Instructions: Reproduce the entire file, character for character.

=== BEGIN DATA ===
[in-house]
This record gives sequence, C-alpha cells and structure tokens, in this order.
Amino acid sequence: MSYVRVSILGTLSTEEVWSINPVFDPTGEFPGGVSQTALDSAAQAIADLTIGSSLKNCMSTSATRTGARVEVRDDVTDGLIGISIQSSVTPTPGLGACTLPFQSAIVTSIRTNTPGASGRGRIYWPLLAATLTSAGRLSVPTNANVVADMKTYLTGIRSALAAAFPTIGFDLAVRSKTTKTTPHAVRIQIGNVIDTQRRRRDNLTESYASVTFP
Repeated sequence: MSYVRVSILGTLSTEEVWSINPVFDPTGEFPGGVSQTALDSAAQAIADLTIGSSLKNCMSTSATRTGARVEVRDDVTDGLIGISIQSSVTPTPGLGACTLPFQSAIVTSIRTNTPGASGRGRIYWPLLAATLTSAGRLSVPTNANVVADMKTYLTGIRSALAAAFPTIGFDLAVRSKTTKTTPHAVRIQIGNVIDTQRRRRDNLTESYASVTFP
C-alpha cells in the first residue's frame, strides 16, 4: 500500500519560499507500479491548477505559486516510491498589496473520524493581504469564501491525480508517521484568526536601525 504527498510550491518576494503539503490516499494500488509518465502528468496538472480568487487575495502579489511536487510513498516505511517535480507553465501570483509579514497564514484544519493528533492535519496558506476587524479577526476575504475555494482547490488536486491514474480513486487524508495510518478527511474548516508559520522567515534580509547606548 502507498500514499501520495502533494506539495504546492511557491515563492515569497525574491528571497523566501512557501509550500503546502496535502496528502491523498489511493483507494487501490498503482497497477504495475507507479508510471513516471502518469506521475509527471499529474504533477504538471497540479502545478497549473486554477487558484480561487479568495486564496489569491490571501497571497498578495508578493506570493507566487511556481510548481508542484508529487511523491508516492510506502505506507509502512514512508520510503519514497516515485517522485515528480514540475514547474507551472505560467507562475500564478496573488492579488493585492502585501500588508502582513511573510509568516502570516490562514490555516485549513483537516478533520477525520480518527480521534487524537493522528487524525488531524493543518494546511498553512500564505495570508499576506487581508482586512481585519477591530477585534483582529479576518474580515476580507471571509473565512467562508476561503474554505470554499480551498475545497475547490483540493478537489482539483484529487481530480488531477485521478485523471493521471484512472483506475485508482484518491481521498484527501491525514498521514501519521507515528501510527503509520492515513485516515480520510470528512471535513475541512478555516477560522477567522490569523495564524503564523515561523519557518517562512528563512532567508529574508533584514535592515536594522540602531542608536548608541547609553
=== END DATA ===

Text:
[in-house]
This record gives sequence, C-alpha cells and structure tokens, in this order.
Amino acid sequence: MSYVRVSILGTLSTEEVWSINPVFDPTGEFPGGVSQTALDSAAQAIADLTIGSSLKNCMSTSATRTGARVEVRDDVTDGLIGISIQSSVTPTPGLGACTLPFQSAIVTSIRTNTPGASGRGRIYWPLLAATLTSAGRLSVPTNANVVADMKTYLTGIRSALAAAFPTIGFDLAVRSKTTKTTPHAVRIQIGNVIDTQRRRRDNLTESYASVTFP
Repeated sequence: MSYVRVSILGTLSTEEVWSINPVFDPTGEFPGGVSQTALDSAAQAIADLTIGSSLKNCMSTSATRTGARVEVRDDVTDGLIGISIQSSVTPTPGLGACTLPFQSAIVTSIRTNTPGASGRGRIYWPLLAATLTSAGRLSVPTNANVVADMKTYLTGIRSALAAAFPTIGFDLAVRSKTTKTTPHAVRIQIGNVIDTQRRRRDNLTESYASVTFP
C-alpha cells in the first residue's frame, strides 16, 4: 500500500519560499507500479491548477505559486516510491498589496473520524493581504469564501491525480508517521484568526536601525 504527498510550491518576494503539503490516499494500488509518465502528468496538472480568487487575495502579489511536487510513498516505511517535480507553465501570483509579514497564514484544519493528533492535519496558506476587524479577526476575504475555494482547490488536486491514474480513486487524508495510518478527511474548516508559520522567515534580509547606548 502507498500514499501520495502533494506539495504546492511557491515563492515569497525574491528571497523566501512557501509550500503546502496535502496528502491523498489511493483507494487501490498503482497497477504495475507507479508510471513516471502518469506521475509527471499529474504533477504538471497540479502545478497549473486554477487558484480561487479568495486564496489569491490571501497571497498578495508578493506570493507566487511556481510548481508542484508529487511523491508516492510506502505506507509502512514512508520510503519514497516515485517522485515528480514540475514547474507551472505560467507562475500564478496573488492579488493585492502585501500588508502582513511573510509568516502570516490562514490555516485549513483537516478533520477525520480518527480521534487524537493522528487524525488531524493543518494546511498553512500564505495570508499576506487581508482586512481585519477591530477585534483582529479576518474580515476580507471571509473565512467562508476561503474554505470554499480551498475545497475547490483540493478537489482539483484529487481530480488531477485521478485523471493521471484512472483506475485508482484518491481521498484527501491525514498521514501519521507515528501510527503509520492515513485516515480520510470528512471535513475541512478555516477560522477567522490569523495564524503564523515561523519557518517562512528563512532567508529574508533584514535592515536594522540602531542608536548608541547609553